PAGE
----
In addressing an increase to funding for teachers and staff – a listed priority of this Board – there are different methods the legislature can take to accomplish this. One approach receiving attention is to boost the basic allotment, the amount guaranteed to every school district for each student based on the Average Daily Attendance (ADA). The basic allotment was last adjusted to $6,160 in 2019. Reflecting on the changed economic environment in the four years since, some Trustees would like to see this number increased to match inflation.

“If you increased the basic allotment to match inflation, it’d be an increase of about $1,000,” Board President Trish Bode said. “I think it’s important to keep that number front and center as these discussions happen.”

A current bill being floated has an increase in the $150 range over a two-year period.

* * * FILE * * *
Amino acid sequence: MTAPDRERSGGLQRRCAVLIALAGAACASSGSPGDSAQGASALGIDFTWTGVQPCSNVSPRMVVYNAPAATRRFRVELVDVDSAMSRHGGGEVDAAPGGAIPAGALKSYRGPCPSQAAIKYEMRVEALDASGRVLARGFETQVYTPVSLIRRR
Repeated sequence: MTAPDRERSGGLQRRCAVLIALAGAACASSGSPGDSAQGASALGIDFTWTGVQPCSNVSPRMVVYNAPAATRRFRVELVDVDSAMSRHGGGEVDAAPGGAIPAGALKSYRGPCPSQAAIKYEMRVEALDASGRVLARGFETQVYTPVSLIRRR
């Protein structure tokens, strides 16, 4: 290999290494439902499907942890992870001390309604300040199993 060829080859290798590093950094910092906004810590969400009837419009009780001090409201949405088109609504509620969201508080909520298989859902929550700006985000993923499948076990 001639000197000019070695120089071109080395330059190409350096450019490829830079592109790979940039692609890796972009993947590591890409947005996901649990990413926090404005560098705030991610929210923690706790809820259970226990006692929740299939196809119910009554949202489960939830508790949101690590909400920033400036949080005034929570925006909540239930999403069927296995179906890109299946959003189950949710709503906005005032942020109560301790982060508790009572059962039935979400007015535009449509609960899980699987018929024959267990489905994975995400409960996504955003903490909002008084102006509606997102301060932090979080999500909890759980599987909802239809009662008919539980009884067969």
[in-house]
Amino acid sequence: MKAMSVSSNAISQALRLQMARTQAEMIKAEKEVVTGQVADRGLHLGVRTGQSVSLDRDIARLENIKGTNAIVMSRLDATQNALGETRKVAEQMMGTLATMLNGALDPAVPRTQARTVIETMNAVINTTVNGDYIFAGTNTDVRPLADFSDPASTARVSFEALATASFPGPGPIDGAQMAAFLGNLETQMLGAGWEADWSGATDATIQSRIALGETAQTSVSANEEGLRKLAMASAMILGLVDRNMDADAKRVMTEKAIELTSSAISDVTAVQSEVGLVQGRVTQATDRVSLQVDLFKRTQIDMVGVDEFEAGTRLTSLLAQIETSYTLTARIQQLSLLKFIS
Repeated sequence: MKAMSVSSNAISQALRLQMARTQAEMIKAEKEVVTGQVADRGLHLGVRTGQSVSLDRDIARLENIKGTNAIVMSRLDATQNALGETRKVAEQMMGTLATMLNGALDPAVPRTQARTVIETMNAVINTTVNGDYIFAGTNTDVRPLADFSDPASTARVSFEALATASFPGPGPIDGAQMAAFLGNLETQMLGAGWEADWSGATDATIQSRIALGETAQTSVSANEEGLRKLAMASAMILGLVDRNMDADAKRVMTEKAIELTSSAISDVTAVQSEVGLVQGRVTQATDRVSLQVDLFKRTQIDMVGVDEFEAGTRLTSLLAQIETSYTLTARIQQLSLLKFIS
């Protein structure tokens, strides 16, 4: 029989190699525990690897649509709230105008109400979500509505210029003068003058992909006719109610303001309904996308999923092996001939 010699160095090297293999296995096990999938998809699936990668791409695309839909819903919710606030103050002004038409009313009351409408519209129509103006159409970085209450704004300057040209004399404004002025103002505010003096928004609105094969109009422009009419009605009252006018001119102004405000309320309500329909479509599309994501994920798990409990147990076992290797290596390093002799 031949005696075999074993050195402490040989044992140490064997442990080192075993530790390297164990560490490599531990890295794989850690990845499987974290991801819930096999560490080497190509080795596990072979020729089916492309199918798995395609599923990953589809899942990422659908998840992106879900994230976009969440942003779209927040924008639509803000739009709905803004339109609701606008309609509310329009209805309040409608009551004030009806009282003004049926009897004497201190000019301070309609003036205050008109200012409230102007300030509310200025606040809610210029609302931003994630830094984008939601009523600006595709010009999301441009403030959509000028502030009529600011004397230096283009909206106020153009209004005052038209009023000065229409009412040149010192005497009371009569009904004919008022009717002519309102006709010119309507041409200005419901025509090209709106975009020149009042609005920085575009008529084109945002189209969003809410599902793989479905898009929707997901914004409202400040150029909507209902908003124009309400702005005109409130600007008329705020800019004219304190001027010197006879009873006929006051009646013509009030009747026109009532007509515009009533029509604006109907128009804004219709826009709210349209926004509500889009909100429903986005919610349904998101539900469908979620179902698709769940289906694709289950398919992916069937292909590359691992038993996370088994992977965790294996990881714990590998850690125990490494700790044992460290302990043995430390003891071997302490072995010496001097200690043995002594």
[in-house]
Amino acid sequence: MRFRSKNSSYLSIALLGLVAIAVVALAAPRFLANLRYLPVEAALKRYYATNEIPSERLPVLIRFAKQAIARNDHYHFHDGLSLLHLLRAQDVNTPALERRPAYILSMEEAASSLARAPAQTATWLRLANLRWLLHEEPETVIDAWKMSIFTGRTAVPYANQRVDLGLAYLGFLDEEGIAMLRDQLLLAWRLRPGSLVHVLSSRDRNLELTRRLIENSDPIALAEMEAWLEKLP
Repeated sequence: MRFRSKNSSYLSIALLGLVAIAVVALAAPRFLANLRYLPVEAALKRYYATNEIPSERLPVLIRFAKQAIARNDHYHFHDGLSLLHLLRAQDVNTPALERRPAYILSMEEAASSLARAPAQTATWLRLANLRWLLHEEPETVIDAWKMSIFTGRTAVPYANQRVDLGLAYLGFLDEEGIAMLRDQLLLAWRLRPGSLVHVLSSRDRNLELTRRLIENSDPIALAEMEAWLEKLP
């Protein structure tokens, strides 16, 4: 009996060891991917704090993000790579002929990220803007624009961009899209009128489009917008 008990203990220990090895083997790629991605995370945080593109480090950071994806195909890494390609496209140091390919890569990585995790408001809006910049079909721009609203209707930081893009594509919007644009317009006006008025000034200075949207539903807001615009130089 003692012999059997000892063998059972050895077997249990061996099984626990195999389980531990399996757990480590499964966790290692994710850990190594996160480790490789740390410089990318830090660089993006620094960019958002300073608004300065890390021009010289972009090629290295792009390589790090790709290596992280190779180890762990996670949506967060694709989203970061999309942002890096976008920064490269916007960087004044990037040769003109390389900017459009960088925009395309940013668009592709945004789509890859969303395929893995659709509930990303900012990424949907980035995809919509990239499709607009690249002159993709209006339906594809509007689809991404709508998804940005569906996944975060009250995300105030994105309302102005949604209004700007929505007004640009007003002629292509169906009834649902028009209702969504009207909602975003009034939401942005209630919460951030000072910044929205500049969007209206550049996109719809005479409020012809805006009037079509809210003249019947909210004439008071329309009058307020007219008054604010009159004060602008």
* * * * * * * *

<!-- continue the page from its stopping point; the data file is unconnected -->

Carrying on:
“As a Board, we’re focused on advocating for ways to support our students in the classroom and our teachers,” Bode added. “There’s complexity involved in any conversation that revolves around debt and school finance, but I think it’s important that we have a dialogue with our legislators and stay engaged.”

The last date of the legislative session sits just over a month away on May 29. The governor’s veto period ends June 19.


LISD Welcomes New Principal at Knowles Elementary

Knowles Elementary Principal Alicia Harris

Leander ISD is thrilled to announce the hiring of Alicia Harris for the role of Knowles Elementary School Principal, after the Board approved the hiring at Thursday’s meeting.

“Alicia is a dynamic leader who values and understands that personal relationships, coupled with high expectations in supporting student achievement, drive a positive school culture,” Superintendent Bruce Gearing, Ed.D., said. “I’m thrilled to have her returning to Leander ISD.”